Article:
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Photo of attorneys Shelley Slafkes and Bruce Levitt
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Staying in Your Home With A Mortgage Loan Modification

On Behalf of | May 29, 2018 | Foreclosure Saving Your Home, Loan Modifications

Homeownership is an essential element of the American Dream. There is a great amount of pride in picking out (or building) a home, raising your children there, and putting money into the house as an investment into your financial future. Unfortunately, home loans can have very long terms, and a lot can change in your life during that time.

A lot of homeowners find themselves struggling to make their monthly mortgage payments, either because their financial situation has changed or they were compelled to enter into a higher mortgage than they could afford in the first place. If you have been struggling to make payments, we understand the tremendous toll that this takes on your mind. Therefore, it is important that you are well informed of your options and that it is possible to stay in your home despite mortgage payment problems.

A Mortgage Loan Modification

If you have failed to make mortgage payments, your bank has the right to seek a foreclosure lawsuit against you. However, know that most banks will not pull the trigger right away and will first attempt to collect what outstanding payments. Further, many banks are reluctant to actually initiate foreclosure proceedings if there is a debtor who has had a relatively good record of making payments, or if the debtor has the willingness and ability to work with the bank.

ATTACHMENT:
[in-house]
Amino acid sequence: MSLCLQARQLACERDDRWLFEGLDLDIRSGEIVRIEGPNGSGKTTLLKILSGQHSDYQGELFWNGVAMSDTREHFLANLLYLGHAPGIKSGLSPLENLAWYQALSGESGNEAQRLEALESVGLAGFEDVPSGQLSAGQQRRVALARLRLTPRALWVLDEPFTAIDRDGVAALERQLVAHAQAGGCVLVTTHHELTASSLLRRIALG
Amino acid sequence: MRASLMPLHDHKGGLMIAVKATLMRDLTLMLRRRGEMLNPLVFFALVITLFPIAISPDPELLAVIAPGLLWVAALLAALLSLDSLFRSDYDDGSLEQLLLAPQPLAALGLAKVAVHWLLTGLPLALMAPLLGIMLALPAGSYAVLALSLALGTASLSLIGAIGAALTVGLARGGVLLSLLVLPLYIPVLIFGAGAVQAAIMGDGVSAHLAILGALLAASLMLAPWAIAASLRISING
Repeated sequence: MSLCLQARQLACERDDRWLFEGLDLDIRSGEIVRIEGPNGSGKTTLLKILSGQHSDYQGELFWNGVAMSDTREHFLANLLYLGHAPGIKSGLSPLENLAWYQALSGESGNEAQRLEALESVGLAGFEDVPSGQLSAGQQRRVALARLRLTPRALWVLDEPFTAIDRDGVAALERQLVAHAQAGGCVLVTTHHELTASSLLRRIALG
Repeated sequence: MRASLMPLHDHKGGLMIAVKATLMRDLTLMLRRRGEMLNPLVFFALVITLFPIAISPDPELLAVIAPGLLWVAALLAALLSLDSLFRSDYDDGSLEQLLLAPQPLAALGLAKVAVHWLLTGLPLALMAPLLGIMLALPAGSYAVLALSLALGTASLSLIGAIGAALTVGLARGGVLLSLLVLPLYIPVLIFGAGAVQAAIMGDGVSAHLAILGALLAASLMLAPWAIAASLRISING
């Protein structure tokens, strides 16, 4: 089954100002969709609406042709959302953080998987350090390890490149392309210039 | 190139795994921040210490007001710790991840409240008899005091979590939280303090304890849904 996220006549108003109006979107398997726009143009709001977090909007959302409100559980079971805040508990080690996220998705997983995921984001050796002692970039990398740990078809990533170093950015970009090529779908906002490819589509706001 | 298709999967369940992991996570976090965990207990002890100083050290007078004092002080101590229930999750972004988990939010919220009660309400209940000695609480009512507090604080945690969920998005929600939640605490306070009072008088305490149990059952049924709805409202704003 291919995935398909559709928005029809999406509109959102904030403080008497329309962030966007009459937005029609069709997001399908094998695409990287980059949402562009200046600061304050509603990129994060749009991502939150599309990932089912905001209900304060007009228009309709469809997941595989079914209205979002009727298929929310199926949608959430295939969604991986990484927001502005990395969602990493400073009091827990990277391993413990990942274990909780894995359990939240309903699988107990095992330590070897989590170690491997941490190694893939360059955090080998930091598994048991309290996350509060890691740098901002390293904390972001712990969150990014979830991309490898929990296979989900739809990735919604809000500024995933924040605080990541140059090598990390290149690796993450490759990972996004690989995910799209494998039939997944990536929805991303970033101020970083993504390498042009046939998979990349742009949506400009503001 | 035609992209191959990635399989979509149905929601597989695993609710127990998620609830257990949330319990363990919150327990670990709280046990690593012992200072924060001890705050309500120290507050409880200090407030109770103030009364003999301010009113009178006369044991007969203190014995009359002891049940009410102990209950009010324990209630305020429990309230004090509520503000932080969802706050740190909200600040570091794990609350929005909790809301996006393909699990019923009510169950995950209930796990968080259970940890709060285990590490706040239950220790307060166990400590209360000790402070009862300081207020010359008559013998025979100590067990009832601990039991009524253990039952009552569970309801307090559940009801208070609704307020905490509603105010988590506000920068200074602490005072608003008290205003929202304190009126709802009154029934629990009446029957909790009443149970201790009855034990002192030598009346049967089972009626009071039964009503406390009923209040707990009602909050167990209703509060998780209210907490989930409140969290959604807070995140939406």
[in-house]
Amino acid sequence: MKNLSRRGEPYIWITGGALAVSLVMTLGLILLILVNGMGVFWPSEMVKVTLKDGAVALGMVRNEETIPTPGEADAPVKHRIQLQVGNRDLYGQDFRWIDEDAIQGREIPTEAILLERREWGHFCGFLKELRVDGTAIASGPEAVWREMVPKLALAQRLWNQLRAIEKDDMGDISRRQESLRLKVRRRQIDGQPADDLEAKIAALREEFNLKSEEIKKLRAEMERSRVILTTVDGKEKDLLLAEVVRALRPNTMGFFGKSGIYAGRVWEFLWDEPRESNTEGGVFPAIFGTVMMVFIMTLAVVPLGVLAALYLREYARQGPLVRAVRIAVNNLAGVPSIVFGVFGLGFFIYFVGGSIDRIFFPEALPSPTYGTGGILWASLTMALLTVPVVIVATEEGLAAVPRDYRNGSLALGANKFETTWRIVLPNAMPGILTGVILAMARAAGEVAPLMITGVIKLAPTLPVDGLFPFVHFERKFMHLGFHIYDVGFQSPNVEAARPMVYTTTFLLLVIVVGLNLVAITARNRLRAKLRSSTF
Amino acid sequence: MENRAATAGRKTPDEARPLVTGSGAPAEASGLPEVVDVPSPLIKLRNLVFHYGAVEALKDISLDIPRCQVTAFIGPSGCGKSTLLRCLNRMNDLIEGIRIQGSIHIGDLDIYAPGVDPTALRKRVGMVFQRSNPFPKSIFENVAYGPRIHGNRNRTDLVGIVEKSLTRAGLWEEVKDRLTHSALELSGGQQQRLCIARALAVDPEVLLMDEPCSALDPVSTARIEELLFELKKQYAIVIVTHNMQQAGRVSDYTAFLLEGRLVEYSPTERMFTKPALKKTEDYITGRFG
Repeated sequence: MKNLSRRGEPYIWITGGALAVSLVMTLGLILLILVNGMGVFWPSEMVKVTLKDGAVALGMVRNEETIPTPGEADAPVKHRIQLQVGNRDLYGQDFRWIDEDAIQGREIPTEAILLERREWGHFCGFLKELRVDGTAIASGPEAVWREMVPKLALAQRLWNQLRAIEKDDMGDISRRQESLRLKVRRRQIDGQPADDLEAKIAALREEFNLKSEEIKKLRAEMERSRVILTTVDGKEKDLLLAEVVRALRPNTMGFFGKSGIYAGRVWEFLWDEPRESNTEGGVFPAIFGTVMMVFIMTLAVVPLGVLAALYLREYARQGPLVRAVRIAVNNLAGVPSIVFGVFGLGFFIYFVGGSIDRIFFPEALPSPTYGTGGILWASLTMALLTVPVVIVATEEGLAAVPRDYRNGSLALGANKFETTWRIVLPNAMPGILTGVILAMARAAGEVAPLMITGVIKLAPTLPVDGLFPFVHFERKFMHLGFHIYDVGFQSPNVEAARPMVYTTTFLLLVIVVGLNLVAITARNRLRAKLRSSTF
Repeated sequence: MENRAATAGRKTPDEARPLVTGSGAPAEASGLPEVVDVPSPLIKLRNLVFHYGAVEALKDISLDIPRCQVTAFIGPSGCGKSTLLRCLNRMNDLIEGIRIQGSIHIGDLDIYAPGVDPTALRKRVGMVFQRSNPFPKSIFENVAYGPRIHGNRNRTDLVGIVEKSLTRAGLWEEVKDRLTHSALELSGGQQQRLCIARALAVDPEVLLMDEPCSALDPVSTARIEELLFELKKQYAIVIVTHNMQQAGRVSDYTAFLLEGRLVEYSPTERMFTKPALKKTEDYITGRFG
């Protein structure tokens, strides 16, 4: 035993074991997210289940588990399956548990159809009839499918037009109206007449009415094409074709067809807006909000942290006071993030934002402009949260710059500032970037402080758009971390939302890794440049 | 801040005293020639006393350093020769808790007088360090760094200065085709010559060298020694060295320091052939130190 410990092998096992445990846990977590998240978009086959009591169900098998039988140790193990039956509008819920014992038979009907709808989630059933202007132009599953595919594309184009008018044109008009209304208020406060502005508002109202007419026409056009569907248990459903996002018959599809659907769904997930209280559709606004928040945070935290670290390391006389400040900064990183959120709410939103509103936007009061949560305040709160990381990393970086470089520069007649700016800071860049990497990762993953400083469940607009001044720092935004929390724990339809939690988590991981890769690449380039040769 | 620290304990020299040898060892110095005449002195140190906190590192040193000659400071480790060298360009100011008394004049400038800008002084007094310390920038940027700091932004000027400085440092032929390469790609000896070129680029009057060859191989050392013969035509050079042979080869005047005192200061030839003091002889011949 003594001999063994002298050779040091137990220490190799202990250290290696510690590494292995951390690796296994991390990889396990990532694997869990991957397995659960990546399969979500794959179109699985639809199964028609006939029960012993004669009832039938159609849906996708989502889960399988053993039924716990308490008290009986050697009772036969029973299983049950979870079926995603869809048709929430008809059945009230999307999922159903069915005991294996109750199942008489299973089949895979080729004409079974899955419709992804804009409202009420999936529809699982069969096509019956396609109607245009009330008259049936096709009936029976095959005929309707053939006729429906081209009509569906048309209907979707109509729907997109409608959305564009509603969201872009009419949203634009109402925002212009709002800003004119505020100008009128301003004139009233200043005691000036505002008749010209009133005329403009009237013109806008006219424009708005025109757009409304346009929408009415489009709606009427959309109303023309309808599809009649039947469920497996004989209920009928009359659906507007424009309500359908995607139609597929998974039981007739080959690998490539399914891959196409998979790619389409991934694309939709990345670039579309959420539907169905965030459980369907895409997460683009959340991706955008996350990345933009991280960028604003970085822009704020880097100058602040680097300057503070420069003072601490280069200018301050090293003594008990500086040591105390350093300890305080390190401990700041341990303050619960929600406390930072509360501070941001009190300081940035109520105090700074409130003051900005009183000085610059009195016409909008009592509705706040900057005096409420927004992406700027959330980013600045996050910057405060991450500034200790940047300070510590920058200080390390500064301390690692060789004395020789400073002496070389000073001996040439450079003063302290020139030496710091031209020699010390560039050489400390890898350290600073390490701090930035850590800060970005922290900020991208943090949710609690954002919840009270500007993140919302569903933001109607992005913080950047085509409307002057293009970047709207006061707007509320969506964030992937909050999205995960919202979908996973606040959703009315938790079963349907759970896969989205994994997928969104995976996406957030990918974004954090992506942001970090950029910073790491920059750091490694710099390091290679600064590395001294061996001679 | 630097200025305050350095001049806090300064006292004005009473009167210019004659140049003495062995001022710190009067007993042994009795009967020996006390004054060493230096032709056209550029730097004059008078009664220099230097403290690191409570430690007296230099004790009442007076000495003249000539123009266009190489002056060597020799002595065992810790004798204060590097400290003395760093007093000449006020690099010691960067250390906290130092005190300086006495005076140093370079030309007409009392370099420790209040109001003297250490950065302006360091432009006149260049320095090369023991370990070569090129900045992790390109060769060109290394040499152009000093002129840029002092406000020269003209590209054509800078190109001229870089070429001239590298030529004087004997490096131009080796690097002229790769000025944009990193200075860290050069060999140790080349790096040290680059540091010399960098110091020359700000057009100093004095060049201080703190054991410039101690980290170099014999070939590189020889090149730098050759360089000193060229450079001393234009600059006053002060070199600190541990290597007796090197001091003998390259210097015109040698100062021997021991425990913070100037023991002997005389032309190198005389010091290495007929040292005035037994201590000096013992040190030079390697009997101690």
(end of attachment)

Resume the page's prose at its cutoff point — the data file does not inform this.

A mortgage loan modification is a voluntary change to the terms of an existing loan. This can involve several options, such as adjusting your interest rate from variable-rate to a fixed-rate interest, or lengthening the term of your loan. In essence, the idea is to give you a lower, more manageable monthly payment, while the bank gets consistent payments and ultimately receives more interest over the term of the mortgage. We should note that a mortgage loan modification is not a refinance, which is an entirely new loan that replaces the old one. Instead a modification is an adjustment to your current loan, which remains in effect.

Why would your bank be open to a loan modification? Because it costs the bank a lot of money to pay for foreclosure proceedings, to try to re-sell the home, and to maintain the home while it sits on the market. In contrast, a loan modification gets their current homeowner’s loan back on track with regular payments; and significantly, the bank makes more money over the longer term of the loan.

Let Levitt & Slafkes, P.C. Work For You

If you are having trouble paying your mortgage, a mortgage loan modification may be in your best interest. However, it is important to consult with an attorney so that you do not find yourself the victim of an even worse loan. At Levitt & Slafkes, P.C., we have provided decades of smart, relevant legal advice to our clients. Staying in your home is a big deal, and we want to make sure that you are fully informed of your rights and choices. Contact Levitt & Slafkes, P.C., at (973) 323-2953, or reach us online to schedule a free consultation.

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